One of the mysteries of “Sphinx de DelftHas perhaps been pierced. Donald Olson, a professor of astronomy at Texas State University, claims to have identified the precise moment when Johannes Vermeer painted the View of Delft. Given the little information on the life and work of the Dutch master, the circumstances in which this canvas was painted remained unknown until then.
According to the Guardian , Donald Olson – nicknamed the “celestial investigator– studied at length the arrangement of light and shadow on the painting. The Dutch master is said to have painted View of Delft September 3, 1659 at 8 a.m. The artist, then 27, was looking out the window from the second floor of the hostel where he was staying.
Helped by Russel Doescher, a former professor of physics, Donald Olson came to this conclusion after mapping the places during a visit to Delft, and establishing the angle of the sun which would have allowed the appearance of the thin ray of light visible on the central clock tower of Nieuwe Kerk, in the center of the painting.
Everything is played on the ray of light visible on the central clock tower of Nieuwe Kerk: it indicates where the sun is located
There is the key to the mystery. “Everything is played on this detail: it indicates the place where the sun must be located so that the ray of light is visible, Olson estimates. The arrangement of light and shadow is a reliable indicator of the positioning of the sun».
According to'”celestial investigator», Once this observation is made, the pieces of the puzzle come together on their own. The painter is looking north, which means that the light is coming from the southeast. The scene therefore takes place in the morning. The clock on the facade of one of the buildings shows 7 o’clock. Back then, clocks did not have a minute hand, yet the only visible hand seems closer to 8 o’clock.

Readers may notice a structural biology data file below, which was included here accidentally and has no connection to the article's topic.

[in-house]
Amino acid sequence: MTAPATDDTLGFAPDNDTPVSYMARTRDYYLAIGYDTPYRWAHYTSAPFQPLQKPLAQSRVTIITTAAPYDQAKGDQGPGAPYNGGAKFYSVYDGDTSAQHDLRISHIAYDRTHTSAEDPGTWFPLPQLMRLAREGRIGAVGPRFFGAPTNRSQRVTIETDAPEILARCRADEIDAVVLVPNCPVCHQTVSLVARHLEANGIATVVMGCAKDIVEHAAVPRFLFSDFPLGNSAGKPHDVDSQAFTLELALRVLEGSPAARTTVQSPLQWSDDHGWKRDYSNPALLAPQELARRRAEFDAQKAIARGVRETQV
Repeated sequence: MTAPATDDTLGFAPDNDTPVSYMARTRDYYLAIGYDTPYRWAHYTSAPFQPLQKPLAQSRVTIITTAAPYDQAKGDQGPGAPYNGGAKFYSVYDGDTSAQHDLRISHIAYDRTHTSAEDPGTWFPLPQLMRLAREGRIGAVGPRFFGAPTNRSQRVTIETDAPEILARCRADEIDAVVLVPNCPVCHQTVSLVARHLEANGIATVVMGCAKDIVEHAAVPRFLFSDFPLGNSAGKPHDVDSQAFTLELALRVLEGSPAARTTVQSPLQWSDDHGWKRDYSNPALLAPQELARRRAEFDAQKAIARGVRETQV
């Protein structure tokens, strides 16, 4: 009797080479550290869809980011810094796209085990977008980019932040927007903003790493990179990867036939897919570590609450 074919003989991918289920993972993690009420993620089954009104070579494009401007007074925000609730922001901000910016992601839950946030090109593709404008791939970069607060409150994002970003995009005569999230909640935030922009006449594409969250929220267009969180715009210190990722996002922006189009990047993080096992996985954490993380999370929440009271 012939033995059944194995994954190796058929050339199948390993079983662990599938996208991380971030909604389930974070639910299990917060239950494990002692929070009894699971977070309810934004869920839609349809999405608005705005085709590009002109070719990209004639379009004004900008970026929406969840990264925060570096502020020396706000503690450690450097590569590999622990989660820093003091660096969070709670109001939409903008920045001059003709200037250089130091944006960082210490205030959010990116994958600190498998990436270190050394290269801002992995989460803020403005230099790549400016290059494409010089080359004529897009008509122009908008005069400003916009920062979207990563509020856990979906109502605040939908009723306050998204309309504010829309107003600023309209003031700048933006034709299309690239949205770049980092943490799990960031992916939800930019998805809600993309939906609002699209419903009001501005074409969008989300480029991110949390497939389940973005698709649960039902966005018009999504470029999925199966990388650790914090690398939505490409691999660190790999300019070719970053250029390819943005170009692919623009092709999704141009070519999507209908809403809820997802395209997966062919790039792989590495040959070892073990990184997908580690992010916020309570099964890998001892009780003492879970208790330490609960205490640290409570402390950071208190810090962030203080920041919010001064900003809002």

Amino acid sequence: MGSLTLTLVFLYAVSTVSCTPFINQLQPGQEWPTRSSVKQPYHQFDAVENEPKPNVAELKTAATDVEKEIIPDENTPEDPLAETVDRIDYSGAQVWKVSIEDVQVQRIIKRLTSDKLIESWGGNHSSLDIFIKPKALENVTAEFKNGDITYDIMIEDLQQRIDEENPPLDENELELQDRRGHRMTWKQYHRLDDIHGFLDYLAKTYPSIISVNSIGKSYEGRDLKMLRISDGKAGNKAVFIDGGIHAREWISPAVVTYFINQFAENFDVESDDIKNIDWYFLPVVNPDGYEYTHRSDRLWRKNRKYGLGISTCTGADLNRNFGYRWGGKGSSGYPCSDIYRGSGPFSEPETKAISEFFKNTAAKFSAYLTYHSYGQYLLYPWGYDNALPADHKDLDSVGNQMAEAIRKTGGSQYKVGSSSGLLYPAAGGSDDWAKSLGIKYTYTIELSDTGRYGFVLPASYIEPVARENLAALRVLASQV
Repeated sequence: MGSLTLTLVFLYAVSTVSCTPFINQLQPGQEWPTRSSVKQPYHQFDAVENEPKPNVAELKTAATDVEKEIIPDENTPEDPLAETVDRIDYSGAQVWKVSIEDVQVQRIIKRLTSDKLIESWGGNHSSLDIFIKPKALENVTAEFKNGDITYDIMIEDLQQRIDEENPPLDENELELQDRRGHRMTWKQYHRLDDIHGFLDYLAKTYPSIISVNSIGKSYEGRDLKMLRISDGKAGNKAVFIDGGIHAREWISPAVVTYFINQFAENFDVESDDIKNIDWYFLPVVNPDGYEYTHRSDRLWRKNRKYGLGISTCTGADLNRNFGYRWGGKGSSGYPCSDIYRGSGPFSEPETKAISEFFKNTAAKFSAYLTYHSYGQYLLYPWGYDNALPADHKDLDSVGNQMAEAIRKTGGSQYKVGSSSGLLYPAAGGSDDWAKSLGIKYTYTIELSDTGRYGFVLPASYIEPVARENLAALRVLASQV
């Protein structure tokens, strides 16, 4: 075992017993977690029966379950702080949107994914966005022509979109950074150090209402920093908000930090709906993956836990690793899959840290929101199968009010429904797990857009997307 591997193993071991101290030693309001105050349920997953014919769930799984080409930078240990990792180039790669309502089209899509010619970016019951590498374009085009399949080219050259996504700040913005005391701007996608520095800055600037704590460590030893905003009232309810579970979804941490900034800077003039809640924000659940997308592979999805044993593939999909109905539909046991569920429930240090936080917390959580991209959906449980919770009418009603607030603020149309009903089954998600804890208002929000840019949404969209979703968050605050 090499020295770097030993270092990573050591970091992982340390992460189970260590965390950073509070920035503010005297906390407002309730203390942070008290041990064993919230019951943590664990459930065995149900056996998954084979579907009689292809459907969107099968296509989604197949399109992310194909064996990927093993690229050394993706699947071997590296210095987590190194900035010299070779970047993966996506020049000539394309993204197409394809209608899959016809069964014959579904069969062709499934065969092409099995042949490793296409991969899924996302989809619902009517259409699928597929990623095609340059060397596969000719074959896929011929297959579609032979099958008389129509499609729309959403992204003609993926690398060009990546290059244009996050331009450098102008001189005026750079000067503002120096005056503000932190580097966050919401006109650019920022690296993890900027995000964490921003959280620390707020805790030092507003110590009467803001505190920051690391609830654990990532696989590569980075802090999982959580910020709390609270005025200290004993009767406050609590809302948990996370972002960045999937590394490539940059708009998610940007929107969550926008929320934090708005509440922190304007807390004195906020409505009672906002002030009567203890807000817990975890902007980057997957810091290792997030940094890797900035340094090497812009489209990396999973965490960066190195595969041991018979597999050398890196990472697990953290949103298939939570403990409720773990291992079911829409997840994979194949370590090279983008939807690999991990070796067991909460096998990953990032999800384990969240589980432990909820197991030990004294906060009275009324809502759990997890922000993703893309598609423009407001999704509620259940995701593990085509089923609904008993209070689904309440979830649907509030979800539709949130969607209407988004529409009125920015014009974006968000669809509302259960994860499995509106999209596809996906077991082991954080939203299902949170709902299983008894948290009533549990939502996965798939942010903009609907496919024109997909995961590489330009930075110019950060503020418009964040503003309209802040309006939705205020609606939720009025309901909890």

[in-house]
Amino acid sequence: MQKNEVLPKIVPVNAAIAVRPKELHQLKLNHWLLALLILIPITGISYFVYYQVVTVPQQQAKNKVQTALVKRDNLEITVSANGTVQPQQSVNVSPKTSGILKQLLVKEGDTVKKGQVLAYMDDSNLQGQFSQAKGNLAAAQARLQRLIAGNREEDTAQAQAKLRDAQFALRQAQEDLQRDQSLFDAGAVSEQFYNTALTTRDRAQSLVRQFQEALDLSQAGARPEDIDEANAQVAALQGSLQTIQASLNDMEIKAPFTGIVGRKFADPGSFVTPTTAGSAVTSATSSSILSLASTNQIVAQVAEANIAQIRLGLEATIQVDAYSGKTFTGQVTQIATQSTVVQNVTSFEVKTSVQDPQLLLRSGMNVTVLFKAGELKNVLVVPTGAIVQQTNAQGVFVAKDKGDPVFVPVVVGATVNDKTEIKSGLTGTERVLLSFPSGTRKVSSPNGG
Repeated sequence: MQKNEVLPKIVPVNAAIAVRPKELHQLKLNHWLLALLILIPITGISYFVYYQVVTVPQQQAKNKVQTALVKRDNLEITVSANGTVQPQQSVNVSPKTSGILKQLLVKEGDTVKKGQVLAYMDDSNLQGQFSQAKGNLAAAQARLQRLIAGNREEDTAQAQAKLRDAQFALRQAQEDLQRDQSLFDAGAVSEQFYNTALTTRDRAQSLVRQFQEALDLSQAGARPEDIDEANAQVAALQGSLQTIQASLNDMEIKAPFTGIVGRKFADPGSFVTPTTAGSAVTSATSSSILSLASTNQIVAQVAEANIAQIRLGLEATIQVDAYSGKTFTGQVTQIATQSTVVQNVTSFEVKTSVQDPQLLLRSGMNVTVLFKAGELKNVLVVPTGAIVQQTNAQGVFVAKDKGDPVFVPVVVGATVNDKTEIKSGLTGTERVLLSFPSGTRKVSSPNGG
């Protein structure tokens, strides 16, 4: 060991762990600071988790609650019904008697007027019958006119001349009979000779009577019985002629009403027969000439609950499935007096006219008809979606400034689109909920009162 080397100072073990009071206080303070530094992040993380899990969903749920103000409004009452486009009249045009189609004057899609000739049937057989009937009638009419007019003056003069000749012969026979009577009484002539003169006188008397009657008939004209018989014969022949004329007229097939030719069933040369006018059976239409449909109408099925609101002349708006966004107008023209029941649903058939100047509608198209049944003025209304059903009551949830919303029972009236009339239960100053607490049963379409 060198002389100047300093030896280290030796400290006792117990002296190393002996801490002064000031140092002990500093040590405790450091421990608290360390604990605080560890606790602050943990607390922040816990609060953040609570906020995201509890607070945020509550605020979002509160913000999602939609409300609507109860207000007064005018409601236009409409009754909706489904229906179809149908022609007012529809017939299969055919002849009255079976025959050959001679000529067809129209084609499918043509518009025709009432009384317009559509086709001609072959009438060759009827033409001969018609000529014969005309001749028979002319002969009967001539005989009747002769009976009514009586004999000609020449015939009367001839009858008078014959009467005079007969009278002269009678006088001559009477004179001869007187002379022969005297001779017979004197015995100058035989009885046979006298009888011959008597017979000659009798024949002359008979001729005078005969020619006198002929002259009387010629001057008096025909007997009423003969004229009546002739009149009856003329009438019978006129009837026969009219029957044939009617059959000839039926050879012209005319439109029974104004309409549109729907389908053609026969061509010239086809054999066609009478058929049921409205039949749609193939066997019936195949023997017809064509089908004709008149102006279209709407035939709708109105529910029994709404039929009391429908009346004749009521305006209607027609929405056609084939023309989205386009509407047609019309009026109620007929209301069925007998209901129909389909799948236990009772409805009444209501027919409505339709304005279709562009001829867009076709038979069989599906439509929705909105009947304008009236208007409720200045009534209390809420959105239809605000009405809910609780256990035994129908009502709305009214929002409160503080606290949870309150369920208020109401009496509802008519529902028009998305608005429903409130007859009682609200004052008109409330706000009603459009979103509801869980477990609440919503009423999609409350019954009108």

Using software, the researchers then calculated the dates when the position of the sun in the sky at 8 a.m. could have created the visible shadows on the clock. Only two moments stand out: April 6-8 and September 3-4. But the foliage of the trees depicted by Vermeer would not have been so thick in April. The two days of September therefore remain by elimination.
The findings of astronomers, published in the specialist magazine Sky & Telescope, received a mixed reception. Lea van der Vinde, from the Mauritshuis Museum in The Hague – where the canvas has been exhibited since 1822 alongside Vermeer’s most famous work, The Girl with a Pearl Earring -, judges the work of astronomers “interesting and fun».
Art historian Kees Kaldenbach is more skeptical. According to him, the canvas was painted in May, with the portrayed herring boats preparing for the fishing campaign scheduled for June. “I take issue with it. The facts are the facts», He laconically declared to the Dutch daily By Volskrant. A sign that the peaceful landscape depicted by Vermeer never ceases to stir up a stir.